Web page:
Forces of the neoliberal and imperialist Right and neonationalist ultra-Right have taken political power in Argentina, Ecuador, and Brazil, representing a significant setback for the Latin American Left, which registered significant gains in the last twenty years. These gains of the Right, however, were accomplished through deception and corruption, and the people have rejected its program, now that it has become manifest. The gains of the Right have been completely different from the previous gains of the Left, which were attained on the basis of a historically and scientifically informed analysis of the Latin American political-economic-cultural situation, and with the clear proclamation and subsequent implementation of a program in defense of the nation and the people. Therefore, I do not view the recent gains of the Right in Latin America as sustainable, in spite of the fact that the USA will continue to support the Right and attack the Left in Latin America.
How do you analyze the US imperialist offensive targeting Venezuela?
Venezuela is a threat to the neocolonial world-system. It seeks an independent road of autonomous economic development, leaving behind the peripheral role to which it had been assigned, namely, to create capital for the North through its foreign controlled oil industry, to supply petroleum to the consumer societies of the North, and to purchase the surplus manufactured goods of the North. Venezuela’s search for an autonomous road is incompatible with the neocolonial world-system, which requires the subordination of supposedly independent nations. Venezuela is particularly important, because of its role under the leadership of Hugo Chávez in forging Latin American unity and integration in opposition to U.S. neocolonial and imperialist penetration.
We see a US offensive in many Latin American countries such as Nicaragua, Brazil, Argentina, Chile, Ecuador, and so on. In your opinion, is the United States continuing its black operations led by the CIA to destabilize leftist movements in Latin America?
We can never be sure of the role of the CIA, but certainly U.S. policy is to destabilize Leftist governments in Latin America and to discourage Leftist movements. The Trump administration recently defined Venezuela, Cuba, and Nicaragua as a “troika of evil,” and it has accelerated aggressions against them. This indeed is consistent with neocolonial and imperialist logic, for the three nations, in seeking an autonomous and socialist road, are challenges to the neocolonial world-system and the imperialist goals of the United States. Although not included in the troika, Bolivia also is seeking an autonomous road, and is a threat to U.S. imperialist interests. In addition, imperialist logic would call for the sowing of division in the social movements of Ecuador, Argentina, and Brazil, for these movements have a strong potential to return socialist and progressive governments to power. The US offensive against Latin America has its logic, if you take as given the premises of neocolonialism and imperialism, and if you assume that the purpose of U.S foreign policy is to promote and defend U.S. political and economic power in the world.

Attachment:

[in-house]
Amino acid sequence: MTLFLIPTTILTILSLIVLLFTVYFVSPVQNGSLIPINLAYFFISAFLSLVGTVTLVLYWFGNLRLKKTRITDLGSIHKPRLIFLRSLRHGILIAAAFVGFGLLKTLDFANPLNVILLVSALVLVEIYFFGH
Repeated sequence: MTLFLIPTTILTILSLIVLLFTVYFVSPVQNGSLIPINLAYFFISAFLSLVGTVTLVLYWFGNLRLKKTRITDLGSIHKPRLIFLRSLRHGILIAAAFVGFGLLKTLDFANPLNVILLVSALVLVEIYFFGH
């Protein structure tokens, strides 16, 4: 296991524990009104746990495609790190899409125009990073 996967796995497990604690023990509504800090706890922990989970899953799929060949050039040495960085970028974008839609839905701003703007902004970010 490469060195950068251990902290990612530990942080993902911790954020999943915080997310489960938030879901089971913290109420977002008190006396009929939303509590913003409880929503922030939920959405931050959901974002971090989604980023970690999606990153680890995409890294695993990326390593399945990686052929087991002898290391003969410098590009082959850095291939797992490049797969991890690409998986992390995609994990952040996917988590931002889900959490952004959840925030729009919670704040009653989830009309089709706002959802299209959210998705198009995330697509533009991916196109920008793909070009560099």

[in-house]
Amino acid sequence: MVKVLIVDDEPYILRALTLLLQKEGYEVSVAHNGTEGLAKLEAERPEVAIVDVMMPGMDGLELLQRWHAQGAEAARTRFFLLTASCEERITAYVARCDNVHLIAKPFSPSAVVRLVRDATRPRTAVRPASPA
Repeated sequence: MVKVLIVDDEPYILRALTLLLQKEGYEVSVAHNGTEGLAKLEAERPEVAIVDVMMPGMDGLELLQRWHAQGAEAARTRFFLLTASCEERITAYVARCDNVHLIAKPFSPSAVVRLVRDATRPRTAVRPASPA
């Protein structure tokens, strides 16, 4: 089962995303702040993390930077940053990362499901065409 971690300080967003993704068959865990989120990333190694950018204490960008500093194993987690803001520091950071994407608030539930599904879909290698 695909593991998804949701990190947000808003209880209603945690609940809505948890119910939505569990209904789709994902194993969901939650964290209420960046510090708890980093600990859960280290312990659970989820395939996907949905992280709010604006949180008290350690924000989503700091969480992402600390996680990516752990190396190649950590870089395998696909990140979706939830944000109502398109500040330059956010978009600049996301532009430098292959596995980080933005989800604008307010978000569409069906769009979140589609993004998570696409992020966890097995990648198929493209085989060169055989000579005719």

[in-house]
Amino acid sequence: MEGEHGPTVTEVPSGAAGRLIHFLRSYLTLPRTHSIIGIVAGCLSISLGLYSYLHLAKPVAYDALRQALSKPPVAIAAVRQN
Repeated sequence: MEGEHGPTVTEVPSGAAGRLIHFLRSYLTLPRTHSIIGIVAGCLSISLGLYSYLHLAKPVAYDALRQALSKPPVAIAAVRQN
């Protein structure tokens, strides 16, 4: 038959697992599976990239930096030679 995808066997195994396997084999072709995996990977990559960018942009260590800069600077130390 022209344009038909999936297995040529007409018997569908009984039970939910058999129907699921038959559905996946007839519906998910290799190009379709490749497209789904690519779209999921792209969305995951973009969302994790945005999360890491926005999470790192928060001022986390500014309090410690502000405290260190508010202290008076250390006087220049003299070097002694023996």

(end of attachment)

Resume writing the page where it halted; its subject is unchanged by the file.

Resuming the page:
Why, according to you, the US administration continues to view Latin America as its backyard?
If the United States in going to seek to restore its declining hegemony in a neocolonial world-system, it must view Latin America as its backyard, that is, it must assume that it should have virtually unchallenged access to the natural resources, cheap labor, and markets of Latin America. Recognition of these material needs of the U.S. economy is what drives U.S. policy toward Latin America today.
However, the premises of U.S. intentions are false. The rise and fall of hegemonic powers is a normal tendency in the world-system, and the USA cannot restore its hegemony. Moreover, the neocolonial world-system itself is unsustainable, as a result of its contradictions, the most important of which is that the world-system has been built on a foundation of conquest and exploitation, and it has run out of new lands to conquer and new peoples to exploit.
Accordingly, a paradigm shift is needed with respect to U.S. policy. The USA should search for new forms of production and investment that would imply a dignified adjustment to the relative productive and commercial decline of the nation. And it should seek to implement, in cooperation with other governments, global structural changes that would imply the development of a more sustainable world-system. Especially important in this regard is the transformation of exploitative core-peripheral unequal exchange, rooted in colonialism, into mutually beneficial commerce among nations.